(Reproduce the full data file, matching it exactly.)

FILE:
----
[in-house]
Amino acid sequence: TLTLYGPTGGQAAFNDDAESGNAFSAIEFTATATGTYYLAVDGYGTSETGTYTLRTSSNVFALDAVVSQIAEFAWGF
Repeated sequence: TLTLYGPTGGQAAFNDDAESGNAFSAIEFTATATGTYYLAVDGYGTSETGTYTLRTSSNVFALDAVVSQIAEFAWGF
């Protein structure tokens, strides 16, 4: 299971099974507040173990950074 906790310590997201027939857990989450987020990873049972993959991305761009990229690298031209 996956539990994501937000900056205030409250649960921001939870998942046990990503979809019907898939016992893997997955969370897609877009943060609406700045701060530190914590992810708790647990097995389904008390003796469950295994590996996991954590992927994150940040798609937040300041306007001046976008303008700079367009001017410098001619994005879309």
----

[in-house]
Amino acid sequence: TLTLYGPTGGQAAFNDDAESGNAFSAIEFTATATGTYYLAVDGYGTSETGTYTLRTSSNVFALDAVVSQIAEFAWGF
Repeated sequence: TLTLYGPTGGQAAFNDDAESGNAFSAIEFTATATGTYYLAVDGYGTSETGTYTLRTSSNVFALDAVVSQIAEFAWGF
């Protein structure tokens, strides 16, 4: 299971099974507040173990950074 906790310590997201027939857990989450987020990873049972993959991305761009990229690298031209 996956539990994501937000900056205030409250649960921001939870998942046990990503979809019907898939016992893997997955969370897609877009943060609406700045701060530190914590992810708790647990097995389904008390003796469950295994590996996991954590992927994150940040798609937040300041306007001046976008303008700079367009001017410098001619994005879309």